Independent filmmaker Sanjiban Nath’s documentary ‘Visionless’ had its world premiere in Los Angeles at the Laemmle Glendale last year. “Our motto is to get as much attention as we can because we would like to create awareness of Retinoblastoma, the main subject of the docu-drama. “Retinoblastoma is treatable cancer. Yet, many children die of it because of their withdrawal from treatment by their parents. It’s a shocking fact that Retinoblastoma and child homicide are deeply connected,” said Sanjiban in an exclusive chat with ETimes.
‘Visionless’ is an eye-opening journey that talks about Retinoblastoma, a form of eye cancer and child homicide. The film tries to explore how these two are connected. Sanajit, a toddler from a remote village in India, is diagnosed with Retinoblastoma in both his eyes. Although he receives financial support for his treatment, and his survival is almost certain, Sanajit is withdrawn from medical care and left to die untreated by his parents. What happens to little Sanajit after that forms the crux of the film.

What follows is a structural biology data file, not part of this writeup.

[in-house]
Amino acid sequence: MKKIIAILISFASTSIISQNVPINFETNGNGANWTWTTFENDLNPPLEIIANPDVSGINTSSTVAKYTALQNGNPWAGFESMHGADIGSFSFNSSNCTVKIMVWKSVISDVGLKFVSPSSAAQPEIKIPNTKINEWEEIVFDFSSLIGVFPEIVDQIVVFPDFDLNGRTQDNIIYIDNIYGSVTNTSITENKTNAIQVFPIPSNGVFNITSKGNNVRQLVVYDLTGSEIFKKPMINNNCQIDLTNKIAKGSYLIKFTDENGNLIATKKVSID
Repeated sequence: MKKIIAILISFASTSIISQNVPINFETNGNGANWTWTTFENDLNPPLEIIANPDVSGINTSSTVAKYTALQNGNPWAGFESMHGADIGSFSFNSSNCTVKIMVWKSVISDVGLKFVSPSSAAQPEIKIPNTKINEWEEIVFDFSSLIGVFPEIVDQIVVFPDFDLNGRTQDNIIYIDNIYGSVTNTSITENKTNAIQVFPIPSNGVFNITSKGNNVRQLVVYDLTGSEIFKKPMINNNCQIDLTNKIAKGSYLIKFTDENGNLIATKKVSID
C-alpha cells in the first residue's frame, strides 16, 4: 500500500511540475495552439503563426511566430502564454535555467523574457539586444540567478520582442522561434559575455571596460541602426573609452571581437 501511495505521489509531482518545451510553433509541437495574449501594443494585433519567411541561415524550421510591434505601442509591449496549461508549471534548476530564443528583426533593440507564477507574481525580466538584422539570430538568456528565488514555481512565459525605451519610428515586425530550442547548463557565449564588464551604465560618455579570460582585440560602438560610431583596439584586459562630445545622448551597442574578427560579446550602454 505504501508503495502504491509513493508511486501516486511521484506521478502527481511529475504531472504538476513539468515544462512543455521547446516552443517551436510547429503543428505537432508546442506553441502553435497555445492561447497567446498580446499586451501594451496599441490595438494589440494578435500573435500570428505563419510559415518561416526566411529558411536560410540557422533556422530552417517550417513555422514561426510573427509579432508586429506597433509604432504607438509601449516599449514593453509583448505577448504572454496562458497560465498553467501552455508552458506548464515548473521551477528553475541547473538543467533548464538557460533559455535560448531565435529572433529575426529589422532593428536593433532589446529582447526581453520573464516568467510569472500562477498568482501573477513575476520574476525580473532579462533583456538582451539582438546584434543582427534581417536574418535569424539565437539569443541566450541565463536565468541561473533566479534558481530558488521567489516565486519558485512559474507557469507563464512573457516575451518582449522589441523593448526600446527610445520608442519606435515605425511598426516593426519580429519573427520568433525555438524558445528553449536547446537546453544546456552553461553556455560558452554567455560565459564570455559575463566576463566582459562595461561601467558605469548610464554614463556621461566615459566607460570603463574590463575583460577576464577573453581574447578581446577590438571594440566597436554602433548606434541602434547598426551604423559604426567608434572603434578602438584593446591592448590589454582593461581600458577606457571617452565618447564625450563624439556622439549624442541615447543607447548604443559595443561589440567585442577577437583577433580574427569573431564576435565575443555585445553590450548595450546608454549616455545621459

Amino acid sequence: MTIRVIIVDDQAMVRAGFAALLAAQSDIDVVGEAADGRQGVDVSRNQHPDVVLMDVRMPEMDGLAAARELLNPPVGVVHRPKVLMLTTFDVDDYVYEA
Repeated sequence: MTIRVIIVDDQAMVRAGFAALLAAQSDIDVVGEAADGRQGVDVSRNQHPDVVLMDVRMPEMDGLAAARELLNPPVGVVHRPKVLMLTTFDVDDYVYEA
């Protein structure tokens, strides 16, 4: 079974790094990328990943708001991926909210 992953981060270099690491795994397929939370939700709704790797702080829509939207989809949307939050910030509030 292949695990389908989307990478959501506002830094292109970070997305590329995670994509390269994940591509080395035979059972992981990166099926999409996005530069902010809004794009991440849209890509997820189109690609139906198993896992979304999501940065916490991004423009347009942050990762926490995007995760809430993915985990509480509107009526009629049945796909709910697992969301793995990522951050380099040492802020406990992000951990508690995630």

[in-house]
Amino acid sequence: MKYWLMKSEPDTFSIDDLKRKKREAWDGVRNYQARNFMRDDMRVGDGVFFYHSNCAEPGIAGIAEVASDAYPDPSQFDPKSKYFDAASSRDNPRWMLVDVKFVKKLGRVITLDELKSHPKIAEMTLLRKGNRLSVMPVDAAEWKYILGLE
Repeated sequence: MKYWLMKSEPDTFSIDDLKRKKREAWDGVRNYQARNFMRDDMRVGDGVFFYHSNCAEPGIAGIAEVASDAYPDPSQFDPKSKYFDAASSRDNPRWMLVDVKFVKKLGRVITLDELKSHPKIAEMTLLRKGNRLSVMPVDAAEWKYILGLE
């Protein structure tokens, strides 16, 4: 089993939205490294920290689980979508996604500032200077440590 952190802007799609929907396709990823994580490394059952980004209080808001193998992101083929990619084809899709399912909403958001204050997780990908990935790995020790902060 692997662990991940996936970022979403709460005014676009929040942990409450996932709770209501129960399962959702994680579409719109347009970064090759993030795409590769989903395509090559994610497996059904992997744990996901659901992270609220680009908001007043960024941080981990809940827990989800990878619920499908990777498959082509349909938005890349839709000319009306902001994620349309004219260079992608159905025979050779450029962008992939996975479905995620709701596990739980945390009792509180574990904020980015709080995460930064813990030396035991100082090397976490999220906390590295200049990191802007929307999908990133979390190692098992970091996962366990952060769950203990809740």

On asking him why he decided to work on Retinoblastoma even though he is not from a medical background, he said, “My late father and late maternal uncle, cousin and brother-in -law all are doctors. I have seen many cancer patients from my big family dying terrible deaths but also seen their survival. Just like my own elder brother who is a cancer survivor. We need strong awareness programmes for this type of treatable and also curable cancer. I hope this film will help us in this mission of spreading the awareness message.”
Director Sanjiban was born in Silchar and graduated in Geology. He holds a diploma in film direction and scripting and has been engaged in various media-related works. His last fiction short film, ‘The Waltz’, received 28 national and international recognitions.